static void Main(string[] args)
{
   using(WorkflowRuntime workflowRuntime = new WorkflowRuntime
())
   {
      AutoResetEvent waitHandle = new AutoResetEvent(false
);
      workflowRuntime.WorkflowCompleted +=
delegate(object sender, WorkflowCompletedEventArgs
e) {waitHandle.Set();};
      workflowRuntime.WorkflowTerminated +=
delegate(object sender, WorkflowTerminatedEventArgs
e)
      {
         Console
.WriteLine(e.Exception.Message);
         waitHandle.Set();
      };

      Dictionary<string, object> arguments = new Dictionary<string, object
>();
     
arguments.Add("DynamicActivityType", "DynamicWf.DynamicallyLoadedActivity, DynamicWf"
);

      WorkflowInstance instance = workflowRuntime.CreateWorkflow(typeof(DynamicWf.Workflow1
), arguments);
      instance.Start();

      waitHandle.WaitOne();
   }
}

In this case, I'm just referring to "DynamicWf.DynamicallyLoadedActivity, DynamicWf" in the same assembly but you can make it much more flexible of course. You can think of some "DynamicallyLoadedActivity" yourself, just define a custom activity of your choice. An example is (how original again :$) a one-CodeActivity-wrapping custom activity with the CodeActivity's ExecuteCode set so:

private void codeActivity1_ExecuteCode(object sender, EventArgs e)
{
   Console.ForegroundColor = ConsoleColor.Green;
   Console.WriteLine("Greetings from a dynamic friend!"
);
   Console
.ResetColor();
}

The result

Executing the workflow constructed above (ignore the disabled activities for a while) yields the following result:

This is exactly the result we expected: the MyActivity was inserted on the right position; the "dead man activity" wasn't executed and another activity (DynamicallyLoadedActivity) was - as the name implies - loaded dynamically using reflection.

Changes allowed?

You might be concerned about the fact that a workflow seems to allow dynamic updates at all times, especially when we'll be looking (in a next post) at modifications from the outside. The good news is that there is a way for a workflow to decide on whether it allows updates to be made or not. This is done by setting the DynamicUpdateCondition property of the defined workflow. You can use a "Declarative Rule Condition" or a "Code Condition". Let's choose the latter option for now:

The corresponding code looks as follows:

private void CanBeUpdated(object sender, ConditionalEventArgs e)
{
   e.Result = allowUpdates;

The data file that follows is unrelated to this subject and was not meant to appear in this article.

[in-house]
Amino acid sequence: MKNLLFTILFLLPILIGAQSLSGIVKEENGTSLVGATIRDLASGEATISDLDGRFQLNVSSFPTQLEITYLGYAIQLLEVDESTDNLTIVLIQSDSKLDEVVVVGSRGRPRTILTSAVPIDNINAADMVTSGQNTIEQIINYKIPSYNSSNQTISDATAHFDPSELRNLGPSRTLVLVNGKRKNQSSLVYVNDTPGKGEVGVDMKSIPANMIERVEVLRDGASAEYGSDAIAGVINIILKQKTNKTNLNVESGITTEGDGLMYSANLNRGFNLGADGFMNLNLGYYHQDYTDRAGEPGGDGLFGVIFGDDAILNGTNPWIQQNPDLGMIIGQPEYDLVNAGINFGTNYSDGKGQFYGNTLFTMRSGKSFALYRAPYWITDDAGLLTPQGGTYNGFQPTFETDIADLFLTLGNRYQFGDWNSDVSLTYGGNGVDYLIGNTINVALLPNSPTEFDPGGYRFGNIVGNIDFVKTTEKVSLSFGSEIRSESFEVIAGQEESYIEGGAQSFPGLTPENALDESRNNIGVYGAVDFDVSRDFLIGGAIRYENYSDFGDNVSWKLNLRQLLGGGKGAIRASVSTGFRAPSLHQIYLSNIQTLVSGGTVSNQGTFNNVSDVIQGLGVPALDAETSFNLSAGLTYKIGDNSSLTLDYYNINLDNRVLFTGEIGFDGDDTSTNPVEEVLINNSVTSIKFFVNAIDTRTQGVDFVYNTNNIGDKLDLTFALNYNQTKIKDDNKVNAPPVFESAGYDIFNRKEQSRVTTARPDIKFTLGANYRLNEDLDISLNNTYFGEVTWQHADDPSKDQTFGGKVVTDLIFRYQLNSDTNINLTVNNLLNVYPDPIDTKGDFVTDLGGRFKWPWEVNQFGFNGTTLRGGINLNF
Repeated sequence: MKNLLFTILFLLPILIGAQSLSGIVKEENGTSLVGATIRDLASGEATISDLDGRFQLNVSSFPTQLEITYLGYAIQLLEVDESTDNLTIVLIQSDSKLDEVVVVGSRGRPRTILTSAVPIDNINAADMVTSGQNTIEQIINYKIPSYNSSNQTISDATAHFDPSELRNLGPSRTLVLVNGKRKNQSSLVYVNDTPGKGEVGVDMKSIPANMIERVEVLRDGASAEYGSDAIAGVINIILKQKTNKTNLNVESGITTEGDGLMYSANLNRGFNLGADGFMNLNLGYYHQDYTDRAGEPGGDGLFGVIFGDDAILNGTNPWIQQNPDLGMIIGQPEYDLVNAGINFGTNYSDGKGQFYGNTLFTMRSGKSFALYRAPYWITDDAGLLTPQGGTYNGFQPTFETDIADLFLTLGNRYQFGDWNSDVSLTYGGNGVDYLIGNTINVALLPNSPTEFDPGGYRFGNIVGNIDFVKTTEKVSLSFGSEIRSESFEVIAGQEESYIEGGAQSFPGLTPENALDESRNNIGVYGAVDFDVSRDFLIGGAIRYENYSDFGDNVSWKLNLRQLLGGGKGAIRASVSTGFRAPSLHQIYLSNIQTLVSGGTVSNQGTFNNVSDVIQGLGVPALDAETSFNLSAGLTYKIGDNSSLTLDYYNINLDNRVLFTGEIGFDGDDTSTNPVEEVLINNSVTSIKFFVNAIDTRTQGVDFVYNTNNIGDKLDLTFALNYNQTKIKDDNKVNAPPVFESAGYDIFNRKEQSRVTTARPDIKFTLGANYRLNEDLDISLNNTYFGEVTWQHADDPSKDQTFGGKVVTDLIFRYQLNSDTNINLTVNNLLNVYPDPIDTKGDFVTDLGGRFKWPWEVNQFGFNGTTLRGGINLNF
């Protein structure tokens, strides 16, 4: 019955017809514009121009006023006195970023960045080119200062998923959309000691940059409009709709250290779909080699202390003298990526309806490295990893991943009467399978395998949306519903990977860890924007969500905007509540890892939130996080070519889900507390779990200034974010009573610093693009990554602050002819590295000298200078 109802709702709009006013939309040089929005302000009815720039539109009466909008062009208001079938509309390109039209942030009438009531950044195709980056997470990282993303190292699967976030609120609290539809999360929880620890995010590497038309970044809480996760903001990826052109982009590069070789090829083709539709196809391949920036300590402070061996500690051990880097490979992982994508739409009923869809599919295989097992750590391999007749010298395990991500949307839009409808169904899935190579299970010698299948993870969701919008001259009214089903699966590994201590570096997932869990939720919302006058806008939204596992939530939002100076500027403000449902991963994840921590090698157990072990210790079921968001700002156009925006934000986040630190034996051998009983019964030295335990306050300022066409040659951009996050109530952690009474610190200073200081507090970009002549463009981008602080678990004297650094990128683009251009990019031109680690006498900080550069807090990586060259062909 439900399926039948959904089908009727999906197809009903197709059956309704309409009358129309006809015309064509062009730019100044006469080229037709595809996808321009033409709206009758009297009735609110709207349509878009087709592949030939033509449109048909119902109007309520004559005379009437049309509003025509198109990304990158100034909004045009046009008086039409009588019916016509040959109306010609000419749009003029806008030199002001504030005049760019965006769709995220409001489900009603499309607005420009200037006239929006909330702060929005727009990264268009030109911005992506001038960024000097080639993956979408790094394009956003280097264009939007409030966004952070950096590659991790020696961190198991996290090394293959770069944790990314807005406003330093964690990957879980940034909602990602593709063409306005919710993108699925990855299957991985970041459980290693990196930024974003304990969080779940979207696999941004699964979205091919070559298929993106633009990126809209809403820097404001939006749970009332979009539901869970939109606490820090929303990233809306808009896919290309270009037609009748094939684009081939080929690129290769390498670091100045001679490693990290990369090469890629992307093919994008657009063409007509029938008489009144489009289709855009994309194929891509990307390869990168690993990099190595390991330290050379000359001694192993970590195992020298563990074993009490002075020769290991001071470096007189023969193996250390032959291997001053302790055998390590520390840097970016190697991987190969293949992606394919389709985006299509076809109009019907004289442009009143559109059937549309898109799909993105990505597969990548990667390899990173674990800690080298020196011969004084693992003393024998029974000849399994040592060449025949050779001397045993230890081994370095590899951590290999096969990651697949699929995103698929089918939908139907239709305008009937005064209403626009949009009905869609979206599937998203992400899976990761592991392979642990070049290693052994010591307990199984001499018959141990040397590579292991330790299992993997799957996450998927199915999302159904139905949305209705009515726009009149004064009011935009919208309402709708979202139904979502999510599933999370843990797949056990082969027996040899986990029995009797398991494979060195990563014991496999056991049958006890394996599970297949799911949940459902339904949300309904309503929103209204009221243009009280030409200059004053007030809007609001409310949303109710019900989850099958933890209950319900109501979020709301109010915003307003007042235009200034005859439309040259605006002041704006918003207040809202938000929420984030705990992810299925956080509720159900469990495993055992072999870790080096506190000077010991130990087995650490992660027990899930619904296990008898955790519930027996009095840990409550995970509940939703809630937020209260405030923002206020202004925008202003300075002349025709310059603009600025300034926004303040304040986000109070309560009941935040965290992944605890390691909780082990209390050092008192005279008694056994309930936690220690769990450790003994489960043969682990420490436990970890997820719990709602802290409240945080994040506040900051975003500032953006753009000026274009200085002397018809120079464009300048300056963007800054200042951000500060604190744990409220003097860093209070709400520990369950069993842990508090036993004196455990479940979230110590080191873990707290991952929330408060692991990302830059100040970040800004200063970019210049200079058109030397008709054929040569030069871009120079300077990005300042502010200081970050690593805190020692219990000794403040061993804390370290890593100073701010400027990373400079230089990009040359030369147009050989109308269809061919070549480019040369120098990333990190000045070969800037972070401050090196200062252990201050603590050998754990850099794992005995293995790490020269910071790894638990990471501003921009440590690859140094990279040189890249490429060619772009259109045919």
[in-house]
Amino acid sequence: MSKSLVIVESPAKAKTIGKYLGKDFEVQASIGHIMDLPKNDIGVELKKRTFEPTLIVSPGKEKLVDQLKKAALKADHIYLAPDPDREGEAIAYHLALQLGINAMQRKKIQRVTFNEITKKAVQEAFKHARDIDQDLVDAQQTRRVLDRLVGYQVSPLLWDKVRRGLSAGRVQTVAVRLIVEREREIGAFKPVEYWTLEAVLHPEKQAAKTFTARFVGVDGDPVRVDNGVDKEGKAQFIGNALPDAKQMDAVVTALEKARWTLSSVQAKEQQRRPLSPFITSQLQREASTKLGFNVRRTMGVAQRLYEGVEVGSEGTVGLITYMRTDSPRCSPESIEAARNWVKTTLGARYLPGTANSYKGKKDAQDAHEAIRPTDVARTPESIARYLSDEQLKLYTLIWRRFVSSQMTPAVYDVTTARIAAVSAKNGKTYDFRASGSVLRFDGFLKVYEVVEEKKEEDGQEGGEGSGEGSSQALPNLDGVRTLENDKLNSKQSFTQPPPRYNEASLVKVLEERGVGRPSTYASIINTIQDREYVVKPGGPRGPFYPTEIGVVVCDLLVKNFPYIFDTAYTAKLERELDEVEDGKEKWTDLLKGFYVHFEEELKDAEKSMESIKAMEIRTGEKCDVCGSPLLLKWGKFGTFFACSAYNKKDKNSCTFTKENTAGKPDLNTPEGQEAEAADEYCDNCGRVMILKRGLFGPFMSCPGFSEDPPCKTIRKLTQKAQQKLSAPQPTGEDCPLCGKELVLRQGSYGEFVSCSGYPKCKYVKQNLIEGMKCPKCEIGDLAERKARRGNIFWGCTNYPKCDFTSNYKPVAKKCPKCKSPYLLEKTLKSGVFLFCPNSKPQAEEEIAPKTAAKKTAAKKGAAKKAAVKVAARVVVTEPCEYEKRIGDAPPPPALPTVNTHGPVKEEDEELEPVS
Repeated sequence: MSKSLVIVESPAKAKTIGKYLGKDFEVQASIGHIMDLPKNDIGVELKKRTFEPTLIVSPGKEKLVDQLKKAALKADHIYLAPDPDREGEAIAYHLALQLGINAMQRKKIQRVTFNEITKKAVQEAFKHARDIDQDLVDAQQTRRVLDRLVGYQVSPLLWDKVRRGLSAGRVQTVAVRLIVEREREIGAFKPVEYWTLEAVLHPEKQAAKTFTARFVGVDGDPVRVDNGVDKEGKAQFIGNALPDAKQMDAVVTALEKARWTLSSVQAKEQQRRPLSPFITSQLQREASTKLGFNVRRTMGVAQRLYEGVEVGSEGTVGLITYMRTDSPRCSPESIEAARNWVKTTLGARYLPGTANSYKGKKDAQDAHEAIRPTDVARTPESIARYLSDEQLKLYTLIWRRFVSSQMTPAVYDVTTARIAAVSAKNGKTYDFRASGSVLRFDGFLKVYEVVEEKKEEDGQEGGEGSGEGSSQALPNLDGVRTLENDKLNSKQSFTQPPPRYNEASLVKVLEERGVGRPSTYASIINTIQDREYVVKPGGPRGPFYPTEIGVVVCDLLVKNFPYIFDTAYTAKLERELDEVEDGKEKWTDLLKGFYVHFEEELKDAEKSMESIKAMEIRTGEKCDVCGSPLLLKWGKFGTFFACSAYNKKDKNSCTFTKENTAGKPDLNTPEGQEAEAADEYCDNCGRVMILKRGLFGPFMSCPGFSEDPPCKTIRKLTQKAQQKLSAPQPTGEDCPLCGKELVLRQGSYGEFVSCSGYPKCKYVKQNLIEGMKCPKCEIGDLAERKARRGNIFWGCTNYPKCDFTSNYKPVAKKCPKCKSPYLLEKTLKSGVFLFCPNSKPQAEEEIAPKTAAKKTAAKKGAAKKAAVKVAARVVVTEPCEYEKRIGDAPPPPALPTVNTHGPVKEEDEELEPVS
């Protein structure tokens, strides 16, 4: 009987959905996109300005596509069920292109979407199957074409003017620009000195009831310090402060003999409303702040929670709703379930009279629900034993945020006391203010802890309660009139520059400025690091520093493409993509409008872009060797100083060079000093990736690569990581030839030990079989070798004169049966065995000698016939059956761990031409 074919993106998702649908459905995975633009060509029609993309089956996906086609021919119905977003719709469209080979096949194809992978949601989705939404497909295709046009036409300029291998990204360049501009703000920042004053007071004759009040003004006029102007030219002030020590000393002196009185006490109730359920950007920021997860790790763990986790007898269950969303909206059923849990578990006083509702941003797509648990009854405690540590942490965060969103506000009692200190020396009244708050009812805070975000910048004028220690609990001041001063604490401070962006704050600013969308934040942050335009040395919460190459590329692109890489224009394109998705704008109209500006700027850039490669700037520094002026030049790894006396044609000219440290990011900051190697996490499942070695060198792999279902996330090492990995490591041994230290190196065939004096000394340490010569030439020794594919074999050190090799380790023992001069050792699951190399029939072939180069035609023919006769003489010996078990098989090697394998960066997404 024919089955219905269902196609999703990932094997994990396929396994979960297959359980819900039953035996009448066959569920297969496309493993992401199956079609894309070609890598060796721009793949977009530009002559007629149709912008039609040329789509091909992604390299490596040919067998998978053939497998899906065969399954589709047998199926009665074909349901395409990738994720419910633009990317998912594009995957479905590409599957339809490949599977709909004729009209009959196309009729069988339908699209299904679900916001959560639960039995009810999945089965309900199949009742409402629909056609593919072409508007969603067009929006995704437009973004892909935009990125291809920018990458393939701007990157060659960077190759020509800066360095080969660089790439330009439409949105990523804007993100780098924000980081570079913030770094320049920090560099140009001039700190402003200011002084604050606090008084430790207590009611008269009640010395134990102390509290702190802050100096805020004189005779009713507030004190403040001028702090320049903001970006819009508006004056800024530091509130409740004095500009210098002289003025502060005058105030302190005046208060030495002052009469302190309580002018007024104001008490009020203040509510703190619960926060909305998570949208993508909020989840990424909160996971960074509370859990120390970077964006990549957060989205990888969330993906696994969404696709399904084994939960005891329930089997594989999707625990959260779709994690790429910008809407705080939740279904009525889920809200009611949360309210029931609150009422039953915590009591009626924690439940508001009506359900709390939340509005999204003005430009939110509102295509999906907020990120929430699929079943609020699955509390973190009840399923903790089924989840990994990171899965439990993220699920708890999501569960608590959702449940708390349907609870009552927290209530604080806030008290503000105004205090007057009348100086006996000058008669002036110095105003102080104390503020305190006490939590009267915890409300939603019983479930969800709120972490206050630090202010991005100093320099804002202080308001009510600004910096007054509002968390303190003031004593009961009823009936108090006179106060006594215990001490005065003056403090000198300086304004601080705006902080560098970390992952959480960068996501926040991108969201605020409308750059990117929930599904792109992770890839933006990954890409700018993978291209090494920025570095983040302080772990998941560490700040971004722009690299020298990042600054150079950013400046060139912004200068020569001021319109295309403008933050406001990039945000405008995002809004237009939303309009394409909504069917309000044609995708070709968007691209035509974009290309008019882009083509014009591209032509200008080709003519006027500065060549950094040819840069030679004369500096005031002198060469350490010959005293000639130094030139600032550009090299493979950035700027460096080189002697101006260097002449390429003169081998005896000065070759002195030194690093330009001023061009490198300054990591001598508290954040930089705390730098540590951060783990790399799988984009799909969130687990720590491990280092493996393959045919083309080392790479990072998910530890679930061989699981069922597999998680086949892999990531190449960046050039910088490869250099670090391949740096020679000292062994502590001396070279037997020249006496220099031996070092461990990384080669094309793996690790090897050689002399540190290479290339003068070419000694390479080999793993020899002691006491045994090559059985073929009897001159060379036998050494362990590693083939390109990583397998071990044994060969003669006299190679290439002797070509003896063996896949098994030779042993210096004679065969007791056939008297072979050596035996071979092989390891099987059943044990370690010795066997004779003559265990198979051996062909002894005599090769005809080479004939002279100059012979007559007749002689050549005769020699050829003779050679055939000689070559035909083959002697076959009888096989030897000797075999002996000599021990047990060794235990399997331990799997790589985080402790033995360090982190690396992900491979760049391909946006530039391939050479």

}

Making the decision whether updates are allowed or not can be a complex piece of code of course, but let's stick to simplicity again and just use a boolean property for this purpose:

private bool allowUpdates;

public bool
AllowUpdates
{
   get { return
allowUpdates; }
   set { allowUpdates = value
; }
}

The decision is then communicated back using the ConditionalEventArgs's Result property. To illustrate the result in case of dynamic update denial, consider the following host code that sets the AllowUpdates property at startup of the workflow instance:

static void Main(string[] args)
{
   using(WorkflowRuntime workflowRuntime = new WorkflowRuntime
())
   {
      AutoResetEvent waitHandle = new AutoResetEvent(false
);
      workflowRuntime.WorkflowCompleted +=
delegate(object sender, WorkflowCompletedEventArgs
e) {waitHandle.Set();};
      workflowRuntime.WorkflowTerminated +=
delegate(object sender, WorkflowTerminatedEventArgs
e)
      {
         Console
.WriteLine(e.Exception.Message);
         waitHandle.Set();
      };

      Dictionary<string, object> arguments = new Dictionary<string, object
>();
      arguments.Add("AllowUpdates", false);

     
arguments.Add("DynamicActivityType", "DynamicWf.DynamicallyLoadedActivity, DynamicWf"
);

      WorkflowInstance instance = workflowRuntime.CreateWorkflow(typeof(DynamicWf.Workflow1
), arguments);
      instance.Start();

      waitHandle.WaitOne();
   }
}

When executing the code now, you'll see the following:

As you can see, every time the ApplyWorkflowChanges method is called, the dynamic update condition is evaluated. In case it evaluates to false, an InvalidOperationException is thrown, which gets caught by our update-code that foresees this possibility:

   try
   {
      this
.ApplyWorkflowChanges(wc);
   }
   catch (InvalidOperationException
ex)
   {
      Console.ForegroundColor = ConsoleColor.Red;
      Console.WriteLine("No update allowed - "
+ ex.Message);
      Console
.ResetColor();
   }

Happy WF-ing!

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Windows Workflow Foundation (WF) is one of the key pillars of the .NET Framework 3.0 (formerly known as WinFX), next to Windows Presentation Foundation (WPF), Windows Communication Foundation (WCF) and Windows CardSpace (WCS). If you haven't done so, download the July CTP now.

A personal opportunity

Now, why am I telling you this? Historically, I've been avoiding BizTalk-related stuff just to be able to concentrate on the basic stuff I'm usually spending time with, such as CLR, C# language features, the BCL, SQL Server, web services, etc. Learning to work with another server product like BizTalk implies yet another learning curve and time was rather limited. But enough boring excuses.

Workflow is more widely accepted than a few years ago and is growing up to become (if it isn't already) a mainstream paradigm in software development. Combine this with the opportunity to write a university thesis on workflow (at UGent) and guess what Bart said to himself a couple of months ago? Indeed, time to enter the world of Windows Workflow Foundation. The research subject is entitled "Dynamic and Generic Workflows with WF", quite a broad definition with a lot of freedom. One of the things that will be researched is how to adapt workflows dynamically under various (stress) conditions. So, stay tuned for additional information on WF-related experiments.